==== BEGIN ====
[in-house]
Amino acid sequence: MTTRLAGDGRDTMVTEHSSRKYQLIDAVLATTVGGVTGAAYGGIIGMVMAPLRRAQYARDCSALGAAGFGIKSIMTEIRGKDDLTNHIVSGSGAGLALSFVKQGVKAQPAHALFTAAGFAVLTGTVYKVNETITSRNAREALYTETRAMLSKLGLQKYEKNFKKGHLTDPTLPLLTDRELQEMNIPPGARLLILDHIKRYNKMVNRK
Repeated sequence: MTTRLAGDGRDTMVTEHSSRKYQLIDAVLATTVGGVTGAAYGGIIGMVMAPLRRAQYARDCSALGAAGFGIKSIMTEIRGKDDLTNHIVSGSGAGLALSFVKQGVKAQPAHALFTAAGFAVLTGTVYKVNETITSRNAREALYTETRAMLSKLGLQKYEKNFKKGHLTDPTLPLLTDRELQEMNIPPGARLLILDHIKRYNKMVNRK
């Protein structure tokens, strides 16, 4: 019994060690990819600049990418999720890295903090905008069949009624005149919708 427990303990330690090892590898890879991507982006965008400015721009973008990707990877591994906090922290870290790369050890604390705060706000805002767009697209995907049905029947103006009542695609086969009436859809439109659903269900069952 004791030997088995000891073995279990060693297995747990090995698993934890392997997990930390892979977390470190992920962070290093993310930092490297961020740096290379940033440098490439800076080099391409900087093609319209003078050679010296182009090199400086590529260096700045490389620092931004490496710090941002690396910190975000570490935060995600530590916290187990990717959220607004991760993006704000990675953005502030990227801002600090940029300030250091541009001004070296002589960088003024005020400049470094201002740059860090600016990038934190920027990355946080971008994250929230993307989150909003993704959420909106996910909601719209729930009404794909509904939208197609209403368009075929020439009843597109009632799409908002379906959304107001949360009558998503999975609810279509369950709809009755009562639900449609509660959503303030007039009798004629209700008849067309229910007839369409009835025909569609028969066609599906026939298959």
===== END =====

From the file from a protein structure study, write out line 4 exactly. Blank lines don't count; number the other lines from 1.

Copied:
């Protein structure tokens, strides 16, 4: 019994060690990819600049990418999720890295903090905008069949009624005149919708 427990303990330690090892590898890879991507982006965008400015721009973008990707990877591994906090922290870290790369050890604390705060706000805002767009697209995907049905029947103006009542695609086969009436859809439109659903269900069952 004791030997088995000891073995279990060693297995747990090995698993934890392997997990930390892979977390470190992920962070290093993310930092490297961020740096290379940033440098490439800076080099391409900087093609319209003078050679010296182009090199400086590529260096700045490389620092931004490496710090941002690396910190975000570490935060995600530590916290187990990717959220607004991760993006704000990675953005502030990227801002600090940029300030250091541009001004070296002589960088003024005020400049470094201002740059860090600016990038934190920027990355946080971008994250929230993307989150909003993704959420909106996910909601719209729930009404794909509904939208197609209403368009075929020439009843597109009632799409908002379906959304107001949360009558998503999975609810279509369950709809009755009562639900449609509660959503303030007039009798004629209700008849067309229910007839369409009835025909569609028969066609599906026939298959």